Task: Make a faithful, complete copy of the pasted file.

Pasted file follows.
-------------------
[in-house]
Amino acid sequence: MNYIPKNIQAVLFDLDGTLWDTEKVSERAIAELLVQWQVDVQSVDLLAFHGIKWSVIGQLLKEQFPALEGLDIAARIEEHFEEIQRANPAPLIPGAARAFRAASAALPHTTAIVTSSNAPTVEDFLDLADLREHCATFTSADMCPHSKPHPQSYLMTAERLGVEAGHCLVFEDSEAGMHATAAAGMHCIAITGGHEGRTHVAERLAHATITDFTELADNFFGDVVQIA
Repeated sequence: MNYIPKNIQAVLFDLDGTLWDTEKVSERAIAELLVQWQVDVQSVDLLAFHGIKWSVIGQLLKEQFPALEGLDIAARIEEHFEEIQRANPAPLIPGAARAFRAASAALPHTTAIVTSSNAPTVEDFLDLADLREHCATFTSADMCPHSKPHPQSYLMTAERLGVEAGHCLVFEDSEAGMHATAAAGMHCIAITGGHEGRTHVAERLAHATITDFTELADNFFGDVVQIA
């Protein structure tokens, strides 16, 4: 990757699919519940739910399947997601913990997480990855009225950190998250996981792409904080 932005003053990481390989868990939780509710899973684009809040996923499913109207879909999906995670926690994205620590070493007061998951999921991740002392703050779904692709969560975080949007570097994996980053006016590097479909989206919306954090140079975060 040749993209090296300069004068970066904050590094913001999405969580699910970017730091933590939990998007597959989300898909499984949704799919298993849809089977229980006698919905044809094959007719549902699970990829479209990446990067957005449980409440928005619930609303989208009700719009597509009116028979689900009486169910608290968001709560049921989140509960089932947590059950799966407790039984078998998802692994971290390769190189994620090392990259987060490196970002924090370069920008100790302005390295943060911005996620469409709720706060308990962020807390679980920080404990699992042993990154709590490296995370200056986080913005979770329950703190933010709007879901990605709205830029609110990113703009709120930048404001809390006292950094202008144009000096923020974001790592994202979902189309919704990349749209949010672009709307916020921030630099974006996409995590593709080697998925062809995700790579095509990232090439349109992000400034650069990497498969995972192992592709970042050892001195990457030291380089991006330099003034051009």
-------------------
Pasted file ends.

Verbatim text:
[in-house]
Amino acid sequence: MNYIPKNIQAVLFDLDGTLWDTEKVSERAIAELLVQWQVDVQSVDLLAFHGIKWSVIGQLLKEQFPALEGLDIAARIEEHFEEIQRANPAPLIPGAARAFRAASAALPHTTAIVTSSNAPTVEDFLDLADLREHCATFTSADMCPHSKPHPQSYLMTAERLGVEAGHCLVFEDSEAGMHATAAAGMHCIAITGGHEGRTHVAERLAHATITDFTELADNFFGDVVQIA
Repeated sequence: MNYIPKNIQAVLFDLDGTLWDTEKVSERAIAELLVQWQVDVQSVDLLAFHGIKWSVIGQLLKEQFPALEGLDIAARIEEHFEEIQRANPAPLIPGAARAFRAASAALPHTTAIVTSSNAPTVEDFLDLADLREHCATFTSADMCPHSKPHPQSYLMTAERLGVEAGHCLVFEDSEAGMHATAAAGMHCIAITGGHEGRTHVAERLAHATITDFTELADNFFGDVVQIA
């Protein structure tokens, strides 16, 4: 990757699919519940739910399947997601913990997480990855009225950190998250996981792409904080 932005003053990481390989868990939780509710899973684009809040996923499913109207879909999906995670926690994205620590070493007061998951999921991740002392703050779904692709969560975080949007570097994996980053006016590097479909989206919306954090140079975060 040749993209090296300069004068970066904050590094913001999405969580699910970017730091933590939990998007597959989300898909499984949704799919298993849809089977229980006698919905044809094959007719549902699970990829479209990446990067957005449980409440928005619930609303989208009700719009597509009116028979689900009486169910608290968001709560049921989140509960089932947590059950799966407790039984078998998802692994971290390769190189994620090392990259987060490196970002924090370069920008100790302005390295943060911005996620469409709720706060308990962020807390679980920080404990699992042993990154709590490296995370200056986080913005979770329950703190933010709007879901990605709205830029609110990113703009709120930048404001809390006292950094202008144009000096923020974001790592994202979902189309919704990349749209949010672009709307916020921030630099974006996409995590593709080697998925062809995700790579095509990232090439349109992000400034650069990497498969995972192992592709970042050892001195990457030291380089991006330099003034051009």